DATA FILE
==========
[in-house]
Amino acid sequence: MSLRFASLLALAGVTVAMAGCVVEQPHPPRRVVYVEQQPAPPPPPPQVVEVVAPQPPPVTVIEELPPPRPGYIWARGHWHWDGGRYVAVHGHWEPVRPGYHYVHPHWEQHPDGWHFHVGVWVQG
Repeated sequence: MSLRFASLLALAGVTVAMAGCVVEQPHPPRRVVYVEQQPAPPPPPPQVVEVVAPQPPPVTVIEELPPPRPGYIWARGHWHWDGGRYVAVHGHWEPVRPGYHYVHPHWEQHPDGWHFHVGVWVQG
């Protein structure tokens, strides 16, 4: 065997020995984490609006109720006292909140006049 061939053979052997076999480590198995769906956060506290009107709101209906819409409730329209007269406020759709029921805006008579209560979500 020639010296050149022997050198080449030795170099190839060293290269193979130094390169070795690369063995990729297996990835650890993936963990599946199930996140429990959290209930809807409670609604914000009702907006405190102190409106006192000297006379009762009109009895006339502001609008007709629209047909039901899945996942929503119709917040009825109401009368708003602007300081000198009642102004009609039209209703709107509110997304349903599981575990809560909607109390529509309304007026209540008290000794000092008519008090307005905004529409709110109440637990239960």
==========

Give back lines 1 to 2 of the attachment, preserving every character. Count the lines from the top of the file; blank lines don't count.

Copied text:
[in-house]
Amino acid sequence: MSLRFASLLALAGVTVAMAGCVVEQPHPPRRVVYVEQQPAPPPPPPQVVEVVAPQPPPVTVIEELPPPRPGYIWARGHWHWDGGRYVAVHGHWEPVRPGYHYVHPHWEQHPDGWHFHVGVWVQG